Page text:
a surgical procedure used to return normal function to knees (stifles) in dogs and cats that have suffered from a ruptured cranial cruciate ligament (same as the anterior cruciate ligament in people).
Cranial Cruciate ligament rupture is the most common orthopedic injury in dogs of all breeds and sizes. The TTA procedure is designed to return the cruciate deficient stifle to full function by surgically changing the biomechanics of the knee. This change is accomplished by moving the attachment of the straight patella tendon forward and involves an osteotomy of the tibia. The portion of the tibia that is moved is stabilized by a permanent titanium implant system. The major advantages of the TTA over other cruciate ligament augmentation procedures are:
- Rapid (1-2 weeks) return to full weight bearing.
- Protection of articular cartilage through rapid return of normal joint range of motion.
- Decreased progression of arthritis over time.
- Good prognosis for return to full athletic activity.
– Acute onset of a rear limb non-weight bearing or toe-touching lameness
– If left unattended the lameness cycles in severity over 6-8 weeks
– Decreased Range of Motion (stilted gait)
– Hind leg outstretched while sitting
– Weight shift while standing
The diagnosis of a cranial cruciate injury is made by manipulating the stifle into a position of anterior drawer (tibia slides forward). The only injury which allows this type of movement is cranial cruciate ligament injury. In addition soft tissue thickening on the inside of the stifle is often present, indicating the chronic nature of this disease (medial buttress.) If the meniscus is damaged an audible “click” or “pop” may be heard when the dog is walking or when the stifle is put through a normal range of motion.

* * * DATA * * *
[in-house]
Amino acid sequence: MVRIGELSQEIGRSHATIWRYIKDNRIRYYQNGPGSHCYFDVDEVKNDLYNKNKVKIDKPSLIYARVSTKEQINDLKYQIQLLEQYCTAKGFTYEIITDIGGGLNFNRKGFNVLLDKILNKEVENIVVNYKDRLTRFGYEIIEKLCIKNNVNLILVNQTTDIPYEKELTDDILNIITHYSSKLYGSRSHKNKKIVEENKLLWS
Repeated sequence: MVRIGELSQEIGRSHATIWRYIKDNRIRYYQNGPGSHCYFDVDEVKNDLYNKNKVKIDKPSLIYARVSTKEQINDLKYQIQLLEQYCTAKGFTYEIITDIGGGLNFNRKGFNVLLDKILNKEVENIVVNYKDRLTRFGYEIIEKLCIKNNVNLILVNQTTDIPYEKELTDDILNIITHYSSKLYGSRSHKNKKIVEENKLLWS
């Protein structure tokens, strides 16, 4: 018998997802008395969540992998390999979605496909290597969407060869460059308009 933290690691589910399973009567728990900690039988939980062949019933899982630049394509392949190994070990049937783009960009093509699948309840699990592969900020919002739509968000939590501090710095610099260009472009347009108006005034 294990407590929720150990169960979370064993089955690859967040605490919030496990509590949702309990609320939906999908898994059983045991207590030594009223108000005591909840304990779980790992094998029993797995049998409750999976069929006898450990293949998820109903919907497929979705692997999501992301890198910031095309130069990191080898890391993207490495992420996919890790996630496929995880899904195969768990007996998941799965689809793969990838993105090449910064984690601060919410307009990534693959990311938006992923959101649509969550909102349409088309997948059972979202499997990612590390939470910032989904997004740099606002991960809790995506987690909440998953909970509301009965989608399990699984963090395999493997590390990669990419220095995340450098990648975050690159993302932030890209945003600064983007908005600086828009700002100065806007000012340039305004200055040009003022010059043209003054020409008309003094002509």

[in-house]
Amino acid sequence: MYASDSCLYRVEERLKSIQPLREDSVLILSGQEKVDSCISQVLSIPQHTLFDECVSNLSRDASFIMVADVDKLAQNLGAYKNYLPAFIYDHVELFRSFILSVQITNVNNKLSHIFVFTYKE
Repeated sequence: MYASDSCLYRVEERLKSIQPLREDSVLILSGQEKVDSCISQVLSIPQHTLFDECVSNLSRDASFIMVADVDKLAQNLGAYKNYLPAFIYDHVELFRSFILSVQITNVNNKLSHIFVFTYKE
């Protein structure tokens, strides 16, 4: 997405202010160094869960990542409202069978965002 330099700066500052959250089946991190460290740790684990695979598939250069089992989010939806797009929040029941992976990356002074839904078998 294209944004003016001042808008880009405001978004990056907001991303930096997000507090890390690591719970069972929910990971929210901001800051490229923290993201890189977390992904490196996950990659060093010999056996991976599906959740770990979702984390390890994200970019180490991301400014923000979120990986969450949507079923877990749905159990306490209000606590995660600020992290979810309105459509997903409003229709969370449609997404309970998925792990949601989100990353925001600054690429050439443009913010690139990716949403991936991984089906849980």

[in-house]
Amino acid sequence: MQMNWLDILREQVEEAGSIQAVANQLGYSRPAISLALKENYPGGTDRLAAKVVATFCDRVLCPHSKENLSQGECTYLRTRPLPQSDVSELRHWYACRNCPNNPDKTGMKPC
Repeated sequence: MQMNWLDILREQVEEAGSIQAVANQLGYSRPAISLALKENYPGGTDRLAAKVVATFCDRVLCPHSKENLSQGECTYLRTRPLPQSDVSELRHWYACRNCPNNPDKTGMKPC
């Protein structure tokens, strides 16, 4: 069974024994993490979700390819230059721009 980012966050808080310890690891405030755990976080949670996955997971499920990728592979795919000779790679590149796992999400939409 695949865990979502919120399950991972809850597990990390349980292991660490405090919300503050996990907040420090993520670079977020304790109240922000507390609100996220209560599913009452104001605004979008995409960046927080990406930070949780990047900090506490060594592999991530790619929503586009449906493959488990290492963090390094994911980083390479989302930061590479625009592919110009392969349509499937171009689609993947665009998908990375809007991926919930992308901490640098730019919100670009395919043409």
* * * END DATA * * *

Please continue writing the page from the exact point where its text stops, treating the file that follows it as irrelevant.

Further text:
The TTA procedure involves an osteotomy (cutting bone) of the tibial tuberosity (insertion of the straight patellar ligament). The top portion of the tuberosity is advanced forward and held in place with a titanium basket, plate, bone fork and screws. The stifle joint is inspected, if the medial meniscus is damaged the damaged portion is removed, remnants of the ruptured ligament are removed and the joint is flushed to remove inflammatory debris. A bone graft is collected from the femur and placed in the osteotomy gap.
The diagnosis of a ruptured cranial cruciate ligament can be suggested by your general practice veterinarian, and ultimately determined by consulting with a veterinary orthopedic surgery specialist, who will physically manipulate the joint and if needed evaluate radiographs to decide if your pet is a good candidate for the TTA procedure.
The TTA surgery is minimally invasive, with low complication rates, and can minimize the progression of degenerative joint disease (arthritis) by decreasing patellar-femoral pressure and femoral-tibial pressure. It is the only cranial cruciate ligament repair procedure that uses titanium, which is more biocompatible than stainless steel and reduces the risk of infection and rejection of the implants.